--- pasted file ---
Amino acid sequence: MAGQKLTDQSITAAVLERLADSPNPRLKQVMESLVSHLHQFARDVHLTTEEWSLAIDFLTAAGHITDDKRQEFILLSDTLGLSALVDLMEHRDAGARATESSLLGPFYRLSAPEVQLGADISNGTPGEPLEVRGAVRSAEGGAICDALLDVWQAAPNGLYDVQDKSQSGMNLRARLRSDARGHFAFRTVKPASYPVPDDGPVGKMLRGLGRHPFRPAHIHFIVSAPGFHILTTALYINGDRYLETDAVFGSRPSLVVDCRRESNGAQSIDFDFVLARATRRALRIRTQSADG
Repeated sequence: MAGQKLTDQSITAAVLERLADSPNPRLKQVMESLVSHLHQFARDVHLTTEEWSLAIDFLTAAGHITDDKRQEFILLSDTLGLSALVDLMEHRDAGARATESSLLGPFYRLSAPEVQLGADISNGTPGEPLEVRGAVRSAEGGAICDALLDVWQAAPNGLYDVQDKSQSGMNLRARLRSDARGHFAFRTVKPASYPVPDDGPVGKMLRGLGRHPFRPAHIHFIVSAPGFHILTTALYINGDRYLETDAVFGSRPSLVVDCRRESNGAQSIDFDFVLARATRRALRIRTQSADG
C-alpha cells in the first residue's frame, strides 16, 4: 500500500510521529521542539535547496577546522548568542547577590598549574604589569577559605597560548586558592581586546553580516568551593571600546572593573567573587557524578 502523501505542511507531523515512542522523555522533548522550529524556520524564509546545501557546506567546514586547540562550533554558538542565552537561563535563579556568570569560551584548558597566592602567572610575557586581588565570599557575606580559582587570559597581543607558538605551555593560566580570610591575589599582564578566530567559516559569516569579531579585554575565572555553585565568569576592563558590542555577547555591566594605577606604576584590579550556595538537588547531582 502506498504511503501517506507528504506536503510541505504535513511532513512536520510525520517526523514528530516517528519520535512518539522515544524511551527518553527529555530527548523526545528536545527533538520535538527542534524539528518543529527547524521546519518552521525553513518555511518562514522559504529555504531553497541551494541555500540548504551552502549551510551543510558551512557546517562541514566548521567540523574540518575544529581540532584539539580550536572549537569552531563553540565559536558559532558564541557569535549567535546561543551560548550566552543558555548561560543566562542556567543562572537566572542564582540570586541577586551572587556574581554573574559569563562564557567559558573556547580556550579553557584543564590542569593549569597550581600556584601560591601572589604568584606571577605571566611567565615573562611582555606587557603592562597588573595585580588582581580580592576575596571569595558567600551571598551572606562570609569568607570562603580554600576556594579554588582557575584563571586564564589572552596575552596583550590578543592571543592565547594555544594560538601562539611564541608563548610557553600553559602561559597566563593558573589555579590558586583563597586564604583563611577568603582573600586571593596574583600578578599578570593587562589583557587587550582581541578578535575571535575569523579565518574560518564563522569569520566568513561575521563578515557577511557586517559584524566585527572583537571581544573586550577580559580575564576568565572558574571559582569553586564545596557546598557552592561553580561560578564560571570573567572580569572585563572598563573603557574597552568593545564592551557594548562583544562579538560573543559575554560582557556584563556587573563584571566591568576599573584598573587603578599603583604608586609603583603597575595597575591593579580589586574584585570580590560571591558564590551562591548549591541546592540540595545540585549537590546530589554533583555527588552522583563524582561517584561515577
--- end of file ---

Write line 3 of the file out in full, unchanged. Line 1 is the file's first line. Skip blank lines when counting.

C-alpha cells in the first residue's frame, strides 16, 4: 500500500510521529521542539535547496577546522548568542547577590598549574604589569577559605597560548586558592581586546553580516568551593571600546572593573567573587557524578 502523501505542511507531523515512542522523555522533548522550529524556520524564509546545501557546506567546514586547540562550533554558538542565552537561563535563579556568570569560551584548558597566592602567572610575557586581588565570599557575606580559582587570559597581543607558538605551555593560566580570610591575589599582564578566530567559516559569516569579531579585554575565572555553585565568569576592563558590542555577547555591566594605577606604576584590579550556595538537588547531582 502506498504511503501517506507528504506536503510541505504535513511532513512536520510525520517526523514528530516517528519520535512518539522515544524511551527518553527529555530527548523526545528536545527533538520535538527542534524539528518543529527547524521546519518552521525553513518555511518562514522559504529555504531553497541551494541555500540548504551552502549551510551543510558551512557546517562541514566548521567540523574540518575544529581540532584539539580550536572549537569552531563553540565559536558559532558564541557569535549567535546561543551560548550566552543558555548561560543566562542556567543562572537566572542564582540570586541577586551572587556574581554573574559569563562564557567559558573556547580556550579553557584543564590542569593549569597550581600556584601560591601572589604568584606571577605571566611567565615573562611582555606587557603592562597588573595585580588582581580580592576575596571569595558567600551571598551572606562570609569568607570562603580554600576556594579554588582557575584563571586564564589572552596575552596583550590578543592571543592565547594555544594560538601562539611564541608563548610557553600553559602561559597566563593558573589555579590558586583563597586564604583563611577568603582573600586571593596574583600578578599578570593587562589583557587587550582581541578578535575571535575569523579565518574560518564563522569569520566568513561575521563578515557577511557586517559584524566585527572583537571581544573586550577580559580575564576568565572558574571559582569553586564545596557546598557552592561553580561560578564560571570573567572580569572585563572598563573603557574597552568593545564592551557594548562583544562579538560573543559575554560582557556584563556587573563584571566591568576599573584598573587603578599603583604608586609603583603597575595597575591593579580589586574584585570580590560571591558564590551562591548549591541546592540540595545540585549537590546530589554533583555527588552522583563524582561517584561515577